Three Games That Give You the Complete Mental Workout

Mental Workout

In times gone by, the general trend was to focus on maintaining a healthy body and leave the mind to take care of itself. Thankfully, we’ve come to realize that this is what you might call a terrible approach.

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Gym instructors, personal coaches, and fitness gurus all over the world will attest that keeping your mind sharp is just as important as staying in peak physical condition.

So aside from eating the right food for the mind, what else can we do to stay mentally agile right through to our old age? Well, the obvious choice is to read as much as possible, but not everyone has the motivation to sit down with a book each and every night.

And while some TV can be quite entertaining and educational, there has to be something better and a little more fun for giving your brain a good workout.

As you may have guessed from the title, we’re talking about games and how a little game of chess, poker, or scrabble once a day or a few times a week can help to keep that mind in great shape. Here’s why.

Table of Contents

Chess

It’s often described as the thinking person’s game and with good reason. Chess involves playing with a strategy in mind and, while you may curse your luck from time to time, there’s actually very little luck involved at all.

Chess has been proven to exercise both sides of the brain, which over the long term can change the actual structure of your brain.

That might sound a little scary to some of you, but trust us, it’s a very good thing indeed. You see chess promotes new dendrite growth and improves the development of the prefrontal cortex.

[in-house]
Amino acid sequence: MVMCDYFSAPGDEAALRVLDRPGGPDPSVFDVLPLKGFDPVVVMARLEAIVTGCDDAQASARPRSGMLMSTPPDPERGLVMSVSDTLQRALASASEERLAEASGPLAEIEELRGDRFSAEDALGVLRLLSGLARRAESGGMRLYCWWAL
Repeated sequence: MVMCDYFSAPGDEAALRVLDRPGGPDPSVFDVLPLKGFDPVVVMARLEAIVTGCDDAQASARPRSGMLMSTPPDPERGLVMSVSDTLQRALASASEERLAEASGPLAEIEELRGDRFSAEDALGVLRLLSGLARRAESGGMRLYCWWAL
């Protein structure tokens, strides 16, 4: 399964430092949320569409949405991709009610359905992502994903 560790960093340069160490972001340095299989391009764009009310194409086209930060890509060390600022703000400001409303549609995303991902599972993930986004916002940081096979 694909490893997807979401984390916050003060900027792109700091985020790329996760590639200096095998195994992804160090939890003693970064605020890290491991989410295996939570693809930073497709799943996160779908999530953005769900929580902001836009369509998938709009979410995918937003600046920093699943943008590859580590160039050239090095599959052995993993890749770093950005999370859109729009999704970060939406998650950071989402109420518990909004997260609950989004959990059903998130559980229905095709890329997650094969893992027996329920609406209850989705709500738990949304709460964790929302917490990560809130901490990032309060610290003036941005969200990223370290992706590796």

Dendrites are these little branches within your brain that pick up signals from neural cells and pass them on to the neurons. More dendrites mean better brain function, which means means better memory and heightened cognitive ability.

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So by playing chess regularly, you are quite literally strengthening your brain, just as you would strengthen your body in a workout at the gym.

Poker

Poker has many of the same benefits as chess. It’s a strategic game that promotes memory retention and helps keep your mind sharp, but we’re recommending this particular game for another reason.

If you take a look at any poker strategy guide, you’ll find that one of the key aspects of the game is to avoid following your gut. You must always take a logical and rational approach to your game play and decisions. And this can only be done by keeping your emotions under control.

For this reason, poker players quickly learn that to succeed in the game, they first need to control their emotions and take a more analytical approach to their decisions. This approach reduces stress and frustration, with players viewing each hand as merely a step in their overall strategy.